Surface finish plays a major role on perceived product quality, and is the first thing a potential buyer sees. Today end-of-line repairs of the body of cars and trucks are inevitably to secure required surface quality. Defects that occur in the paint shop, like dust particles, are eliminated by manual sanding/polishing which lead to other types of defects when the last polishing step is not performed correctly or not fully completed. One of those defects is known as 'polishing roses' or holograms, which are incredibly hard to detect in artificial light but are clearly visible in sunlight.

    This paper will present the first tests with a measurement set-up newly developed to measure and analyse polishing roses. The results showed good correlations to human visual evaluations where repaired panels were estimated based on the defects' intensity, severity and viewing angle.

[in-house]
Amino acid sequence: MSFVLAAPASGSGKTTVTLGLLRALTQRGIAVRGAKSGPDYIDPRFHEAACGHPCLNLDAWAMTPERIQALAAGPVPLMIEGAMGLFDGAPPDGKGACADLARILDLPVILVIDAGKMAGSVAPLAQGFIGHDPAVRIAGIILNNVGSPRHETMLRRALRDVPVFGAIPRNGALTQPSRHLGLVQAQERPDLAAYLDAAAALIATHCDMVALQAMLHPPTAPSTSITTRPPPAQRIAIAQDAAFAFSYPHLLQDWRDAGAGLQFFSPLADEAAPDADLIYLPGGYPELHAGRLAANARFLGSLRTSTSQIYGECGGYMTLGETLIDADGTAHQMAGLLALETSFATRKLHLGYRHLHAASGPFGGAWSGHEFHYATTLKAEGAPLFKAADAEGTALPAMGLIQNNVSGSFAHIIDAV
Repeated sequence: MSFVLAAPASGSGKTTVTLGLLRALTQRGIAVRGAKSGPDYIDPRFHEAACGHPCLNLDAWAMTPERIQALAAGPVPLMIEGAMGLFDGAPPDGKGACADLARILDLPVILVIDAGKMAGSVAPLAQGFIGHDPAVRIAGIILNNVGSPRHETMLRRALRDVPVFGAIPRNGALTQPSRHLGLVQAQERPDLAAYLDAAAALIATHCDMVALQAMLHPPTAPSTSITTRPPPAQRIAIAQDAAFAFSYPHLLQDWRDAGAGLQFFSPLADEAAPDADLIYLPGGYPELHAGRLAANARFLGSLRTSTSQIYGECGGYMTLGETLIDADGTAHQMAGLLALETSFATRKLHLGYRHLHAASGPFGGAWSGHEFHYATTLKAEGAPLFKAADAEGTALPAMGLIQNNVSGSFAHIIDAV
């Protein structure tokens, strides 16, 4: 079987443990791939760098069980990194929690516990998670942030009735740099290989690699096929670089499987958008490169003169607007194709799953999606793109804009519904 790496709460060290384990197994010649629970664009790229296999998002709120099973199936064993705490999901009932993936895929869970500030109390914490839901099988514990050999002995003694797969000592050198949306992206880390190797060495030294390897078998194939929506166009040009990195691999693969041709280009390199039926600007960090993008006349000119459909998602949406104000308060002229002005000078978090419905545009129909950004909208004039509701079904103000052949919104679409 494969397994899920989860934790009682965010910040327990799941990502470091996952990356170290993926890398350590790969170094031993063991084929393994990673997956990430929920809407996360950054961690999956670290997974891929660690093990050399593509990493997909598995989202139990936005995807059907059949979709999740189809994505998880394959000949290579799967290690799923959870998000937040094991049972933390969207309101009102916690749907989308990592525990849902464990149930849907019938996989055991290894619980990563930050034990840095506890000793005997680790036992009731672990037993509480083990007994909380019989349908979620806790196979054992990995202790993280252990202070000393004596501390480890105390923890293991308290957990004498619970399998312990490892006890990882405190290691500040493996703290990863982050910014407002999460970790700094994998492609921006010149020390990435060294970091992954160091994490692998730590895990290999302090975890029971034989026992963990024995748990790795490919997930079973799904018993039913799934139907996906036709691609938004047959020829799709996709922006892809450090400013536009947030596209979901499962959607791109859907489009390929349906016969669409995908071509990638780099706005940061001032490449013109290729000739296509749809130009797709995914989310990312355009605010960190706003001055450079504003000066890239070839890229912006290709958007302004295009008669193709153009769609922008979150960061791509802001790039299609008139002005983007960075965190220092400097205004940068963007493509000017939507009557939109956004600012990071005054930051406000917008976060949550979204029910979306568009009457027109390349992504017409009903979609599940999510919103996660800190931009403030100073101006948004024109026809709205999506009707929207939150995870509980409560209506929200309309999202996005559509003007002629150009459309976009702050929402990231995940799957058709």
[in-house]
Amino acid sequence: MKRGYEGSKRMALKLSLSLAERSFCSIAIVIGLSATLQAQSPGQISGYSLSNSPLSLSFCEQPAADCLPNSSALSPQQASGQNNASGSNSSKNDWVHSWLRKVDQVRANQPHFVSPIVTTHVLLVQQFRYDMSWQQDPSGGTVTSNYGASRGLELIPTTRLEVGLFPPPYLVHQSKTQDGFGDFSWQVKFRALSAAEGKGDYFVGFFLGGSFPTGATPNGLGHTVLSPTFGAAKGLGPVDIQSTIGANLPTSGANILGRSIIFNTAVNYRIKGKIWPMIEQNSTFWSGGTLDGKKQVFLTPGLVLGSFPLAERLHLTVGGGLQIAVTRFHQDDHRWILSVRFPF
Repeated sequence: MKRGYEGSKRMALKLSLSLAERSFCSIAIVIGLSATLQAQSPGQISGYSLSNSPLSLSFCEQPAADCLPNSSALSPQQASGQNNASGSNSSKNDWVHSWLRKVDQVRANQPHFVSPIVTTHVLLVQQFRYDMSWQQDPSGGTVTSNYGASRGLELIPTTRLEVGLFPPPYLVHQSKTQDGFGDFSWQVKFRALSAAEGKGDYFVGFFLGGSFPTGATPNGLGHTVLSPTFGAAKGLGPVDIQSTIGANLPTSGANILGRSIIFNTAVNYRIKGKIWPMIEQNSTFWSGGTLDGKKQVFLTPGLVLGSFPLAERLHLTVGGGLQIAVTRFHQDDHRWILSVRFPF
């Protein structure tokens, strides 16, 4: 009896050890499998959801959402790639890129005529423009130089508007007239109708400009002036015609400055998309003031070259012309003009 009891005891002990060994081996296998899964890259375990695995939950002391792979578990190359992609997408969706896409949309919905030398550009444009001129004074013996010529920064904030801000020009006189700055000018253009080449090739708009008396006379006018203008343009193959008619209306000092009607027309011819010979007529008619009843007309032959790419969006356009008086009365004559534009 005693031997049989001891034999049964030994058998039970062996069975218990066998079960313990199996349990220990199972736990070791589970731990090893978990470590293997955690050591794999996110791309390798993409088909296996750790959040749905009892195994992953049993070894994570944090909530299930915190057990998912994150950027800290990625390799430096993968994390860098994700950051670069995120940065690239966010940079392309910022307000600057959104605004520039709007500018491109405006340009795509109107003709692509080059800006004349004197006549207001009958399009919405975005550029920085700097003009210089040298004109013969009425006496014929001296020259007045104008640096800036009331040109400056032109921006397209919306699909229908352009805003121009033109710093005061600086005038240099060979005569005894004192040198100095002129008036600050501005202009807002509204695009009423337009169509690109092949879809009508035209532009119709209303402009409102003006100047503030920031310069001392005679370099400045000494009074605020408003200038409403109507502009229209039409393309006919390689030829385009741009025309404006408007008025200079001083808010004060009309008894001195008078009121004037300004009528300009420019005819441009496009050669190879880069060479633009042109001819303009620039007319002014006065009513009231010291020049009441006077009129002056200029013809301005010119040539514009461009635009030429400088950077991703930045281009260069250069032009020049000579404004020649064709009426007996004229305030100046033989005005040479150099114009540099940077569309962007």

• 210.
    Reddy, Vijeth Venkataram
    et al.
    Halmstad University, School of Business, Engineering and Science, The Rydberg Laboratory for Applied Sciences (RLAS).
    Flys, Olena
    Halmstad University, School of Business, Engineering and Science, The Rydberg Laboratory for Applied Sciences (RLAS). Research Institute of Sweden, Borås, Sweden.
    Chaparala, Anish
    Halmstad University, School of Business, Engineering and Science.
    Berrimi, Chihab E.
    Halmstad University, School of Business, Engineering and Science.
    Vedantha Krishna, Amogh
    Halmstad University, School of Business, Engineering and Science, The Rydberg Laboratory for Applied Sciences (RLAS).
    Rosén, Bengt Göran
    Halmstad University, School of Business, Engineering and Science, The Rydberg Laboratory for Applied Sciences (RLAS).